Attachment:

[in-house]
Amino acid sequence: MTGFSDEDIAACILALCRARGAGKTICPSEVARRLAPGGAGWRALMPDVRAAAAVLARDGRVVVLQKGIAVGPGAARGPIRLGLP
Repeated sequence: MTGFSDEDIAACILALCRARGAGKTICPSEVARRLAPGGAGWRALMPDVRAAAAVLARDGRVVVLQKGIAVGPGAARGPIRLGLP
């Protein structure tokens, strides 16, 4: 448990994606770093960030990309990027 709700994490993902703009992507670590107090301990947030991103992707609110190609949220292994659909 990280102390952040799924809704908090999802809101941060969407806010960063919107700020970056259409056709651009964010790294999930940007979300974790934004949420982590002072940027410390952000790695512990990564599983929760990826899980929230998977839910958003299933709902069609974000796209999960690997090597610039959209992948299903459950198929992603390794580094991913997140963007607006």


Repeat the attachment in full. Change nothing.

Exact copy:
[in-house]
Amino acid sequence: MTGFSDEDIAACILALCRARGAGKTICPSEVARRLAPGGAGWRALMPDVRAAAAVLARDGRVVVLQKGIAVGPGAARGPIRLGLP
Repeated sequence: MTGFSDEDIAACILALCRARGAGKTICPSEVARRLAPGGAGWRALMPDVRAAAAVLARDGRVVVLQKGIAVGPGAARGPIRLGLP
């Protein structure tokens, strides 16, 4: 448990994606770093960030990309990027 709700994490993902703009992507670590107090301990947030991103992707609110190609949220292994659909 990280102390952040799924809704908090999802809101941060969407806010960063919107700020970056259409056709651009964010790294999930940007979300974790934004949420982590002072940027410390952000790695512990990564599983929760990826899980929230998977839910958003299933709902069609974000796209999960690997090597610039959209992948299903459950198929992603390794580094991913997140963007607006």